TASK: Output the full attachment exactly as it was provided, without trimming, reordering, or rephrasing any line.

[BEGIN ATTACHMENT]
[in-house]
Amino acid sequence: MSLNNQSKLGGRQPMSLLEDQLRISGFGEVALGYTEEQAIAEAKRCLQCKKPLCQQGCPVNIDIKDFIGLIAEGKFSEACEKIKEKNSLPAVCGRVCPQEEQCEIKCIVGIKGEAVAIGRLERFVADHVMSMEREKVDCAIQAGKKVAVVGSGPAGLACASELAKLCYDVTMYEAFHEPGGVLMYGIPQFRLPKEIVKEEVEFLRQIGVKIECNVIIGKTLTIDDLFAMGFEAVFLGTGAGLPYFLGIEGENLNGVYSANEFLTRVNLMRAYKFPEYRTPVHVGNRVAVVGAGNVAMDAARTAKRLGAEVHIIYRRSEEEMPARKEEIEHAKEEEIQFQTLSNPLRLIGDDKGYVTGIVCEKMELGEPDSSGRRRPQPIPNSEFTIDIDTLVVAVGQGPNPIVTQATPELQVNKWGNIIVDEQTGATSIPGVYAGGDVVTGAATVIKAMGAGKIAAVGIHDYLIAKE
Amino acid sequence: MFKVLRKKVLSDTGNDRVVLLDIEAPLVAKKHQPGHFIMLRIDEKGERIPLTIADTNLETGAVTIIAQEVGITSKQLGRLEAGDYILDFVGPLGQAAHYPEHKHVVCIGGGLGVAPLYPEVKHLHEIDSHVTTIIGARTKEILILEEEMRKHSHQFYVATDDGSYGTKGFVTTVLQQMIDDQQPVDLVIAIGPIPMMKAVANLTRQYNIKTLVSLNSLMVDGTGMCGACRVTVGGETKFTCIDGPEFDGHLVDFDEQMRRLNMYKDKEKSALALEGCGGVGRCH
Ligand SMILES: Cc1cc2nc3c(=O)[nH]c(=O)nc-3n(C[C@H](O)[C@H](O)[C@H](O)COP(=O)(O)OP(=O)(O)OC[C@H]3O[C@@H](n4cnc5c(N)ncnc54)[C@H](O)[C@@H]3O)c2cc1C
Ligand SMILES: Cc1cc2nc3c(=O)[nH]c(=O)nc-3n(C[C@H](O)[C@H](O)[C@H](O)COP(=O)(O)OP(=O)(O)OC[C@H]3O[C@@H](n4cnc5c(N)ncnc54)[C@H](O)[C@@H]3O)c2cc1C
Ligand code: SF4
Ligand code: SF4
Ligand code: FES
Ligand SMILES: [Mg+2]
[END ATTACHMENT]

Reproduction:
[in-house]
Amino acid sequence: MSLNNQSKLGGRQPMSLLEDQLRISGFGEVALGYTEEQAIAEAKRCLQCKKPLCQQGCPVNIDIKDFIGLIAEGKFSEACEKIKEKNSLPAVCGRVCPQEEQCEIKCIVGIKGEAVAIGRLERFVADHVMSMEREKVDCAIQAGKKVAVVGSGPAGLACASELAKLCYDVTMYEAFHEPGGVLMYGIPQFRLPKEIVKEEVEFLRQIGVKIECNVIIGKTLTIDDLFAMGFEAVFLGTGAGLPYFLGIEGENLNGVYSANEFLTRVNLMRAYKFPEYRTPVHVGNRVAVVGAGNVAMDAARTAKRLGAEVHIIYRRSEEEMPARKEEIEHAKEEEIQFQTLSNPLRLIGDDKGYVTGIVCEKMELGEPDSSGRRRPQPIPNSEFTIDIDTLVVAVGQGPNPIVTQATPELQVNKWGNIIVDEQTGATSIPGVYAGGDVVTGAATVIKAMGAGKIAAVGIHDYLIAKE
Amino acid sequence: MFKVLRKKVLSDTGNDRVVLLDIEAPLVAKKHQPGHFIMLRIDEKGERIPLTIADTNLETGAVTIIAQEVGITSKQLGRLEAGDYILDFVGPLGQAAHYPEHKHVVCIGGGLGVAPLYPEVKHLHEIDSHVTTIIGARTKEILILEEEMRKHSHQFYVATDDGSYGTKGFVTTVLQQMIDDQQPVDLVIAIGPIPMMKAVANLTRQYNIKTLVSLNSLMVDGTGMCGACRVTVGGETKFTCIDGPEFDGHLVDFDEQMRRLNMYKDKEKSALALEGCGGVGRCH
Ligand SMILES: Cc1cc2nc3c(=O)[nH]c(=O)nc-3n(C[C@H](O)[C@H](O)[C@H](O)COP(=O)(O)OP(=O)(O)OC[C@H]3O[C@@H](n4cnc5c(N)ncnc54)[C@H](O)[C@@H]3O)c2cc1C
Ligand SMILES: Cc1cc2nc3c(=O)[nH]c(=O)nc-3n(C[C@H](O)[C@H](O)[C@H](O)COP(=O)(O)OP(=O)(O)OC[C@H]3O[C@@H](n4cnc5c(N)ncnc54)[C@H](O)[C@@H]3O)c2cc1C
Ligand code: SF4
Ligand code: SF4
Ligand code: FES
Ligand SMILES: [Mg+2]